Imagine a row of beads laid out on a table. Some are spread farther apart than others. They are all different shapes and colors. They may seem to have nothing in common when viewed individually, but when you put them on a string, they become part of something bigger—suddenly the beads are connected.
Just like those beads, communities, cities, counties, towns, and parks along the 652 miles of the Tennessee River are now becoming connected through the Tennessee RiverLine Partnership, an initiative that began with one student’s idea in 2016.
As part of a landscape architecture studio class, students drove the entire length of the river in five days, stopping along the way to talk with community members, farmers, and government officials about how they interact with the river and manage it as a resource.
The goal was to come up with ideas about how to advance the region’s legacy of leadership and innovation in the face of 21st-century challenges and to more fully utilize the river while at the same time stewarding it as our region’s most valuable natural and cultural resource. The class included a mapping exercise that sparked an idea for Journey Roth.
“I was assigned to look at different points along the river—historic sites and tourist sites. And another map showed where trails came close to the river,” says Roth, who graduated in 2017 with a bachelor’s degree in architecture. “And I thought there’s got to be a way to connect all these places by a trail.”
Brad Collett (’01), associate professor of plant sciences and director of the Tennessee RiverLine, led the studio trip along the river and could immediately see the value of what Roth proposed— a continuous trail where people could paddle, hike, and bike the Tennessee River from Knoxville to Paducah, Kentucky.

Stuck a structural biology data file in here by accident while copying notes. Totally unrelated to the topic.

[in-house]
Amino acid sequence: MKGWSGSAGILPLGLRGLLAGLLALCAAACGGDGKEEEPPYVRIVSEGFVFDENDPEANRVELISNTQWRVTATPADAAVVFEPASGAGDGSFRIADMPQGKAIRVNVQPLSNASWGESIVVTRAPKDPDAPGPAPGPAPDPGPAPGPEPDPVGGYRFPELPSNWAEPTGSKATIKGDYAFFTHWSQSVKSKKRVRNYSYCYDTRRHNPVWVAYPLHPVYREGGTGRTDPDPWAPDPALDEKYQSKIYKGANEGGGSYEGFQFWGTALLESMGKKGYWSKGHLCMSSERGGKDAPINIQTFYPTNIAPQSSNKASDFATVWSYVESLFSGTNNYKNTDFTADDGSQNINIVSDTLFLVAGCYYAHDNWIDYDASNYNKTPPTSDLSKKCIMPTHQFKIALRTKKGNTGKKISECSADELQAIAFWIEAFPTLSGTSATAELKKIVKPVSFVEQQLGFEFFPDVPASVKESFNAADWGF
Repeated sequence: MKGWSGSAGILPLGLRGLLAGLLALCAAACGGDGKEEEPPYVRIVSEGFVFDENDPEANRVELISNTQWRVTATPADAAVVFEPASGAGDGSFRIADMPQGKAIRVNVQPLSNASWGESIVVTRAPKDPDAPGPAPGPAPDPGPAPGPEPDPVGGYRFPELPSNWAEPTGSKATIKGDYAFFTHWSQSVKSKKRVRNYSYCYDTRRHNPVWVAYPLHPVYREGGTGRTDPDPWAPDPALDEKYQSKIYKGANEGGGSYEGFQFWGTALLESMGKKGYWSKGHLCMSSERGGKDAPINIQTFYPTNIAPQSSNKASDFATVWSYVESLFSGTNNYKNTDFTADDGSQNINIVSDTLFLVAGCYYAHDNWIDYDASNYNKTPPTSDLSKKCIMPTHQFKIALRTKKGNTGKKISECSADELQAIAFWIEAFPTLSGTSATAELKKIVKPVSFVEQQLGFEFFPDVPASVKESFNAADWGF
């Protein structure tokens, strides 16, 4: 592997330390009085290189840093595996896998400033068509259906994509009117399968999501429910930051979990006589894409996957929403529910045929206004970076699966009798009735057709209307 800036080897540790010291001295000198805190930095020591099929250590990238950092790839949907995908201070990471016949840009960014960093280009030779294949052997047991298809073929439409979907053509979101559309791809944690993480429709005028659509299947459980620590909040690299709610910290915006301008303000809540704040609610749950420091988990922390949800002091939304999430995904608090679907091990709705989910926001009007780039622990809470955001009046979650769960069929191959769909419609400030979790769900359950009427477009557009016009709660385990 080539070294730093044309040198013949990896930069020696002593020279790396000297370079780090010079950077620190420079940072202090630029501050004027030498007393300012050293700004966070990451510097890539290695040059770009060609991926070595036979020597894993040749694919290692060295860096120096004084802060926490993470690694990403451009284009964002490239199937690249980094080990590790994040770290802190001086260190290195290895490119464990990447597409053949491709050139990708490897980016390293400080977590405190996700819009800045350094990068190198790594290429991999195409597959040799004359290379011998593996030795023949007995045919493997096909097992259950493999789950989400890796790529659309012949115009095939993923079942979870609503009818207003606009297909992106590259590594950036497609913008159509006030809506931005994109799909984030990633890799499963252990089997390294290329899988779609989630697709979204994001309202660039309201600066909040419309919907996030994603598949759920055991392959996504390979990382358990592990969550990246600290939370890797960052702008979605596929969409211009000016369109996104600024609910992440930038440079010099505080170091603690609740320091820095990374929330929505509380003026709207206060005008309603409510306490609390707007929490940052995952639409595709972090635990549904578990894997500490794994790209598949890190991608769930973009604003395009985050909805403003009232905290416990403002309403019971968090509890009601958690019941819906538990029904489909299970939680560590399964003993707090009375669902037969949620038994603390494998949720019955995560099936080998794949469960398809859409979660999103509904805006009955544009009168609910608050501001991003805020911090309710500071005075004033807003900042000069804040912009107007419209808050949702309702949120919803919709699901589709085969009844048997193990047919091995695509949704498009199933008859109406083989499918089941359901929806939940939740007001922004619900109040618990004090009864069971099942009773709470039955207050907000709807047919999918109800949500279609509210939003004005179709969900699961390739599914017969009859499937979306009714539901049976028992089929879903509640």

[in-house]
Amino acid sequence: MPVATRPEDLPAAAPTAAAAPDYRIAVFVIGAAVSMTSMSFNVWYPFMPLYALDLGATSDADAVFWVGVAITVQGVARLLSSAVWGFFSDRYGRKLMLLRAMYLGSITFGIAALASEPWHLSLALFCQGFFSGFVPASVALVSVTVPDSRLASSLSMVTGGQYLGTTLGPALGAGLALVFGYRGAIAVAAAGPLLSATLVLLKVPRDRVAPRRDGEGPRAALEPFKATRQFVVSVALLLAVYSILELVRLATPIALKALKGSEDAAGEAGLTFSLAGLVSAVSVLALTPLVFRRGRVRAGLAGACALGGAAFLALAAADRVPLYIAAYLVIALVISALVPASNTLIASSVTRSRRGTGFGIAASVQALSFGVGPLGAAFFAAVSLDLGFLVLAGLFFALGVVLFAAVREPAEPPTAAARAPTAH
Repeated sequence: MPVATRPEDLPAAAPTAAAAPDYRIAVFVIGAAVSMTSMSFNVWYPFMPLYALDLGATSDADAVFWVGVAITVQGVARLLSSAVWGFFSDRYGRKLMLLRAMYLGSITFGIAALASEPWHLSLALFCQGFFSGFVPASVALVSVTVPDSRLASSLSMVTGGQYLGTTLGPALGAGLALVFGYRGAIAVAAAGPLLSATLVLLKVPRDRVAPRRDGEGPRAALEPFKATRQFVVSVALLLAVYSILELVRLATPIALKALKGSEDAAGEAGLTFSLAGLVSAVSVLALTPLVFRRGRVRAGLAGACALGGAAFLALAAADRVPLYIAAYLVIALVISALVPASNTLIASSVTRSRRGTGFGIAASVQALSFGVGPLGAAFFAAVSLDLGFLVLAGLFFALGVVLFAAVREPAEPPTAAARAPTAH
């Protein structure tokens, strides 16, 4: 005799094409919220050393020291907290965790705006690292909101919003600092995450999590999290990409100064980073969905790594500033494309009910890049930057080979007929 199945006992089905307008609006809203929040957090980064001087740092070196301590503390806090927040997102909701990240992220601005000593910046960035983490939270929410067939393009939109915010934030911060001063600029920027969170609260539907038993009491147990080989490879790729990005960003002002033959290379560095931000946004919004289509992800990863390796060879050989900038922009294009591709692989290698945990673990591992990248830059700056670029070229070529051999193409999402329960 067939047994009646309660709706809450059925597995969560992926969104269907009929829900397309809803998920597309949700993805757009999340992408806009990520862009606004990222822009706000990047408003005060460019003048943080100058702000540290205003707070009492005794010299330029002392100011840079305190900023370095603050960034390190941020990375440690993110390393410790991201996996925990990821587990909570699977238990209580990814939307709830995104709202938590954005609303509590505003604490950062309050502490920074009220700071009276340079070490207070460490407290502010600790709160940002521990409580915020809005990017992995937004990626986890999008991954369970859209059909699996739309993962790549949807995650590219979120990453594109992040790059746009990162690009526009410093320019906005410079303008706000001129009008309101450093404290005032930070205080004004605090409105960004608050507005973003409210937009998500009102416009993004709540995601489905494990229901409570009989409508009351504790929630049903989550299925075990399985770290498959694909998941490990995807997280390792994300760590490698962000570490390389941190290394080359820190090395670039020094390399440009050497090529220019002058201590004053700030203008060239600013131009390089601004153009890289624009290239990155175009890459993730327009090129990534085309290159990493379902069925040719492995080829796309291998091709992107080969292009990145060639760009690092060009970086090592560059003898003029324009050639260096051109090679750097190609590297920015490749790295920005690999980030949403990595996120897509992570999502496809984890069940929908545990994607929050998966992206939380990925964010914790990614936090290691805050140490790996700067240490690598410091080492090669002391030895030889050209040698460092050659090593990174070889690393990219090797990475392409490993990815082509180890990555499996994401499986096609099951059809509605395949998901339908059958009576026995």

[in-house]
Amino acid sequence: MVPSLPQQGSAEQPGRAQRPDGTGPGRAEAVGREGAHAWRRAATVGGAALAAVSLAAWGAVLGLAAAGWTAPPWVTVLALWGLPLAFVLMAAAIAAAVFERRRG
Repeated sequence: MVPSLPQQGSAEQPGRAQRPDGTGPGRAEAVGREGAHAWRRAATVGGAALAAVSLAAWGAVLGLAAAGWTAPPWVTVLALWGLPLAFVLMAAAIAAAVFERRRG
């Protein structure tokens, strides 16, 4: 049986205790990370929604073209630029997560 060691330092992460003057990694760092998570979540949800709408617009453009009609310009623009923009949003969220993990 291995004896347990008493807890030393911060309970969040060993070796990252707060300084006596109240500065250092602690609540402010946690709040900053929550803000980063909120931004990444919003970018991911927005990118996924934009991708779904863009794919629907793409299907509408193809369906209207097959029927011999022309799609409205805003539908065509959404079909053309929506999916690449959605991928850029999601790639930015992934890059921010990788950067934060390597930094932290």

“It struck a really strong chord with many of the stakeholders around the region,” Collett said. “TVA (Tennessee Valley Authority), state parks, tourism associations—they all thought it was a powerful idea and aligned with what they were already doing.”
Though the heart of the original idea is the same, Collett says it’s been expanded on in some important and beautiful ways. “In its earliest connected spaces; the idea has since grown into a comprehensive initiative tethered to guiding principles, transformational goals, and significant outreach to river communities.”
The goal is for the Tennessee RiverLine to become the country’s next great regional trail system and a catalyst for economic development, public health, equitable river access, and environmental stewardship in communities along the river—reconnecting people in the Tennessee River Valley through partnerships and reclaiming the river’s edge across urban, rural, and natural landscapes to provide for higher levels of public access to the river.
“It’s the idea that we can do something together as a region that one can’t do alone,” Collett says. From the beginning, the initiative was supported by the College of Architecture and Design, the Herbert College of Agriculture, and the School of Landscape Architecture (which resides jointly within the two colleges). But partners quickly jumped on board, including Tennessee State Parks and TVA, which provides electricity for parts of seven southeastern states as well as flood control, navigation, recreation, water quality, and land management for the Tennessee River system.
UT’s strong associations with the agency began early in TVA’s history, when UT President Harcourt Morgan served as one of TVA’s three founding directors in 1933. And that tradition continues with the Tennessee RiverLine. TVA recently became a principal partner in the project, along with UT, taking on a leadership role and committing a $1.2 million investment to help accelerate the initiative.
“TVA strives to invest in what we like to call power partnerships—those alliances that reflect our 1933 mandate from Congress to ‘make life better for the people of the Tennessee Valley,’” says TVA Vice President of River and Resources Stewardship David Bowling (’89, ’91).
“If you look at the UT seal, it has a plow and riverboat. And the TVA seal has a tugboat and a barn. They both feature the river prominently,” says Bowling. “To see us align in promoting the river is like having two good friends work on something together.”
But it’s more than just the partnership between UT and TVA that is fueling the success of the project. “It has been amazing seeing these communities come together under a similar focus and mission,” says Clay Guerry, recreation strategy specialist for TVA. “The Tennessee River connects us by water; the Tennessee RiverLine connects us by purpose.”